Armenian Volunteer Corps

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Thursday, August 16, 2012

What My Students Taught Me

Alexis Shahnasarian (United States)

If you could change one thing about your life, what would it be and why?
 I posed this question to my Conversational Club at the American Corner Gyumri. I was 21-years-old, freshly green to Armenia, and could barely say hello in the native tongue, let alone “stop” on the marshootkah.  My wide-eyed students filed into the classroom and silently sat around the long wooden rectangular table, carefully watching every movement I made, waiting for me to say something profound, thought provoking, or even just slightly intelligent.  I accomplished none of these.
“If you could change one thing about your life, what would it be and why?” I asked again.
I’d like to go out on a limb and venture to say that most Americans, if asked this question, could immediately think of at least one, if not more, changes they would wish for their lives. The newest home renovations, longer and more expensive vacations, surgical augmentations, more TV stations… the laundry list of non-complacent “needs” never seems to end. Unfortunately, in the world in which I live, people are engrossed in always wanting, better yet, needing more.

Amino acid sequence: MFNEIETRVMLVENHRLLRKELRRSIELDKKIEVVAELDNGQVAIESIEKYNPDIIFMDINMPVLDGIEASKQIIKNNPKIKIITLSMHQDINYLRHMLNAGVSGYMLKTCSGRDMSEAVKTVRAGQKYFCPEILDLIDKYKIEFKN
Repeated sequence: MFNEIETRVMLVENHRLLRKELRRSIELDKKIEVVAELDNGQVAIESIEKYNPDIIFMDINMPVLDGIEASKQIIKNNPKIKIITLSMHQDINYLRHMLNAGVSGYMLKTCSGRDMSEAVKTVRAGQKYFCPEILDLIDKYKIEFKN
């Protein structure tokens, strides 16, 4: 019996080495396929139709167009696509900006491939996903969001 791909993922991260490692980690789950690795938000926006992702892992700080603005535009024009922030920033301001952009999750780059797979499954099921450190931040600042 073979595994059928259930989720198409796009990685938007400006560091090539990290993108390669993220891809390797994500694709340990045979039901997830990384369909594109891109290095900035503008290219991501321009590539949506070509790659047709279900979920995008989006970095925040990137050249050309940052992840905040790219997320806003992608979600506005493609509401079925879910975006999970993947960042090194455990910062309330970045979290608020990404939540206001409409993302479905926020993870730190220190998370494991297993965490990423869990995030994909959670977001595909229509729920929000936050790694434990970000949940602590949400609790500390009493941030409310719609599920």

My students pondered the question, and then, one-by-one, answered: “Nothing.” Every student’s explanation was justified with a variation of the same answer— Why would I want to change my life? I have what is most important, my family. I remember feeling my face sear, never failing to turn a bright shade of red at the crux of each of my humiliating moments.
When personally pondering the question, a million different changes had run through my head. I would have taken my GRE prep class more seriously.  I should have helped my Mom and sister-in-law more with the family wedding. I wish I didn’t eat the entire bowl of pasta… and tray of brownies.  Declining the opportunity for change didn’t even cross my mind. I listened to the soliloquy of responses, growing more humbled after hearing each student’s response. Nothing. If my students have the opportunity to change a part of their life, they wouldn’t change a thing. Absolutely nothing. This constant refrain haunted me. Despite the major differences of my students’ maturity level and life experiences— they ranged from 15 - 40 years old— they consistently responded: Nothing.
I understand it was a simple icebreaker; really I do.  Their responses, however, reflected a higher order value system I had yet to even grasp, let alone attain.
To be honest, I have no idea what I taught that day but I am sure it was something insignificant.  What my students taught me, however, changed my perception of life.

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